Oh the dreaded TBR pile. It really is every book reviewer’s worst nightmare. For those of you that aren’t familiar with the term TBR pile, it stands for “To Be Read” pile. Now I don’t know about you guys, but I’ve got a TBR pile that towers high into the sky, and I have done for several years. The books are making their way onto my shelves much faster than I can read them, and it’s not because I don’t read a lot, because I get through a fair few books a year. Read about all the books I read in 2017 here.
So what’s the problem?
I’ll admit it. I’m an obsessive book hoarder. It seems that I not only love to read books, but also collect them, and this addiction is getting a little out of hand. So here’s a two-step process to decluttering your shelves and getting those books read. The first step involves preventing any new books from creeping onto your shelves spring cleaning your shelves. The second step will help you tackle the remaining books that you really do want to get through.
For reference, in this post, “TBR pile” refers to books you already own, but have not read, and not books on your wish list that you someday want to read. I appreciate that not everyone is fortunate enough to own stacks and stacks of books and therefore may not be in a position where they own lots of books that they haven’t read.
You might also just be an organised bean who doesn’t leave unread bought or gifted books on the shelf for years. However, from what I’ve seen on Instagram, it seems that a mounting TBR pile is a problem most bookstagrammers have to deal with at some point or another. If you’ve got a sky-high TBR pile, this post is for you.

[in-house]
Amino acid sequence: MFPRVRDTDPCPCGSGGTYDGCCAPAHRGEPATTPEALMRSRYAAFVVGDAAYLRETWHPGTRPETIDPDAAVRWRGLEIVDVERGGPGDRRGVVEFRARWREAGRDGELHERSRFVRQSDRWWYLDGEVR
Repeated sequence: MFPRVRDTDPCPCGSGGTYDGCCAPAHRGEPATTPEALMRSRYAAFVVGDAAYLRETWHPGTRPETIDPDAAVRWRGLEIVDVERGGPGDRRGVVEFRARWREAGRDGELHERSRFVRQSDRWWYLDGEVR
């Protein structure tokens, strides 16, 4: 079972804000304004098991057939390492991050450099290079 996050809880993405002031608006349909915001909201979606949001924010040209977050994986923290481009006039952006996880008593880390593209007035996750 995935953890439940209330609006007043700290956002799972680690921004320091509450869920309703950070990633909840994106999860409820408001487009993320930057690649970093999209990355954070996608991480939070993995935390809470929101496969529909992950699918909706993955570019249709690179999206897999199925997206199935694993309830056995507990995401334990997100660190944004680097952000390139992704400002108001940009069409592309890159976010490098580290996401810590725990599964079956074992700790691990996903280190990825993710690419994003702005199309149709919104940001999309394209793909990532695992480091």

Enforce a strict book buying ban
The first step is, of course, enforcing a strict book buying ban on yourself. This could be as long or as short as you want but obviously the longer the ban, the quicker you’ll see results!
But what about that new release I’ve been dying to read?
Don’t worry, there’s still hope! What are Christmas and birthdays for after all? If you really are dedicated to making a dent in your TBR pile, you should be ok with waiting a little while before you move onto the latest new release. If the books already on your shelves have no appeal to you and you only want to read said new release, then perhaps you need to remove some books from your TBR altogether. See below.
Donate the books you know you will never read